On a recent edition of his Akimbo podcast, Seth Godin^{1} discusses why math in the real world doesn’t line up with the subject taught in school.

In his monolog, Godin argues that everyone is good at math since most of us use the concepts everyday without necessarily thinking about the “math” involved. He illustrates his point using the Monty Hall Problem, a probability puzzle related to simple choices, based on the game show Let’s Make a Deal and named for its long-time host.

The whole episode is worth a listen^{2}, but, as a former math teacher, I found his introductory remarks about those math classes particularly interesting.

Math class might be hard but math… math isn’t what we think it is. One reason that math class feels hard is because math isn’t what they teach in math class.

It may be that you think you are no good at math, but you are probably mistaken. You might mean that you are no good at arithmetic, because arithmetic is boring and you know how to arithmetic with a computer.

It might be that you’re no good at memorizing formulas that make no sense to you. And that’s probably a good idea, because of all the things to be good at, memorizing formulas that make no sense to you is not one of them.

School was built to create people who could do well on tests, and so quote math unquote educators (also in quotes) decided that the easiest way to have people do well on the tests was to teach them arithmetic and have them memorize equations that they didn’t understand.

I’m not sure I agree that the concept of school was built around testing, even though that’s what it’s become.

However, his assessment of the content of math class is far too accurate. The math curriculum used in most schools really is based on arithmetic. It’s repetitious, most of the problems done on their smartphone, and it is pretty boring.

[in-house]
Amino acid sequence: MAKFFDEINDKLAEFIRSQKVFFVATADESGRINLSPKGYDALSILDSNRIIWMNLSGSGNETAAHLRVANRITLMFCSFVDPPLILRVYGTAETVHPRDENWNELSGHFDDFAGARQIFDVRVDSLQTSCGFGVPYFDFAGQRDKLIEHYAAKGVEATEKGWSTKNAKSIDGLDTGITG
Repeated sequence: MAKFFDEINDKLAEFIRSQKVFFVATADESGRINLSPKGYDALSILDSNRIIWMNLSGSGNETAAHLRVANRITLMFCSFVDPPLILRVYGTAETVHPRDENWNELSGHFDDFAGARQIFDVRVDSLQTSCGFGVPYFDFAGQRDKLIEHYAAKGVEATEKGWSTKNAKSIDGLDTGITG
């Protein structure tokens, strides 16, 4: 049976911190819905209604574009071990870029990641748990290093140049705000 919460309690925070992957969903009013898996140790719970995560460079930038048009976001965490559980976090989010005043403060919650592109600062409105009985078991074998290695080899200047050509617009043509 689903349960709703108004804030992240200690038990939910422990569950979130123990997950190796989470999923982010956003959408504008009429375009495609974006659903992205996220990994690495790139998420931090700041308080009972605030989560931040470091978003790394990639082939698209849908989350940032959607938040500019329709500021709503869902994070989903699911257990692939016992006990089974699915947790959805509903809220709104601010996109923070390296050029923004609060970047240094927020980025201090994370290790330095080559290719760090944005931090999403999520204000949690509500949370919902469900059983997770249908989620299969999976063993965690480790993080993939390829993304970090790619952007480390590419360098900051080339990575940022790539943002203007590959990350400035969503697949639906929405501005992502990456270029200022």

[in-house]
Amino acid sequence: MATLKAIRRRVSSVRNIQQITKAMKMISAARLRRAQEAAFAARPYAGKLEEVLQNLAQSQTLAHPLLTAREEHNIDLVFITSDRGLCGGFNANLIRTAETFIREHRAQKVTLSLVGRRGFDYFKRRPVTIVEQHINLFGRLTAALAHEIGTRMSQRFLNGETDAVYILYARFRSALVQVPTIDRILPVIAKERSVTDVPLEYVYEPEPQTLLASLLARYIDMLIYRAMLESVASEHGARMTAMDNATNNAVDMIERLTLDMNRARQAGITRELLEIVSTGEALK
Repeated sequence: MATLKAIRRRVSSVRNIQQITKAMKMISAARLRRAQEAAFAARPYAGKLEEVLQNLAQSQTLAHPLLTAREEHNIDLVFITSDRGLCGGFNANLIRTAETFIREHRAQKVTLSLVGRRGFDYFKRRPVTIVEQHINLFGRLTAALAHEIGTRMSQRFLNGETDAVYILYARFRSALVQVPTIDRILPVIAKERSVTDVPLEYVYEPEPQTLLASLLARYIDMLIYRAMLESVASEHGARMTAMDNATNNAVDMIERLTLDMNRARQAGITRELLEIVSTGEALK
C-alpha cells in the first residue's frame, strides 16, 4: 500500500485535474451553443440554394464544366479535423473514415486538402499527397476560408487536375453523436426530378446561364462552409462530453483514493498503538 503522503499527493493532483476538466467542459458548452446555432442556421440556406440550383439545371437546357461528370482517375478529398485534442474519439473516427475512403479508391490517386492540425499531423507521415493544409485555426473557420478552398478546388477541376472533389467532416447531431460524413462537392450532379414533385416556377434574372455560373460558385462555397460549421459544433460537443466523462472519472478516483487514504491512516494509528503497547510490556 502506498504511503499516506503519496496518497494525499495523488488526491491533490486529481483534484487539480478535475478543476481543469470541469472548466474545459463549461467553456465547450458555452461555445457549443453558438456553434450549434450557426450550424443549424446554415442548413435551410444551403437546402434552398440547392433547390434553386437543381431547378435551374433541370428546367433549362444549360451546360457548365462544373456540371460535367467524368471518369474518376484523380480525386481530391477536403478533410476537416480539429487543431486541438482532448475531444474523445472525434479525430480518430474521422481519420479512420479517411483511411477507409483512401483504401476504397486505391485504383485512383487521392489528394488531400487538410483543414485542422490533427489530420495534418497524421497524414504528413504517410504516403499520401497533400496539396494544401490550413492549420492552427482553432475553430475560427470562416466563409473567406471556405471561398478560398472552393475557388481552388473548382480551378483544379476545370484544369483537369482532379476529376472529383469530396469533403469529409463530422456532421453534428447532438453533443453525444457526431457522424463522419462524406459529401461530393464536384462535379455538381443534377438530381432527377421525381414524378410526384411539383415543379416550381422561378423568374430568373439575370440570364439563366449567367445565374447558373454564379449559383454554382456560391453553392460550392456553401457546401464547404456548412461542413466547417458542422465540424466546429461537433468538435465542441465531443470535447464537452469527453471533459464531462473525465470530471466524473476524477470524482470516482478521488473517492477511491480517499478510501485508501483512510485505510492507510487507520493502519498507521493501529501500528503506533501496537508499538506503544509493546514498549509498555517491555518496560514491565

When students get to high school and the titles get narrowly specific (like Algebra), the formulas become more complex but the process is still mostly a matter of arithmetic (we just stick letters in place of the numbers) and memorizing. And also still largely boring for most kids.

Let’s face it, there is much about K12 education that is out of date and in need of a complete re-think. The concept of “math class” would be a great place to start.

The picture shows Monty Hall with his famous three doors (occasionally curtains) that were incorporated into the problem. Although he was going strong as host of Let’s Make a Deal when I started teaching math, I didn’t learn of the problem named for him until much later.

1. Godin is a popular business writer whose daily blog, books, and other work often include some insightful observations that apply out here in the real world. I find his writing on education is sometimes too simplistic but it still provides some good thought material.

2. The math discussion is in the first fifteen minutes. You can probably skip the question and answer section (plus a promotion for his online course) in the second half.

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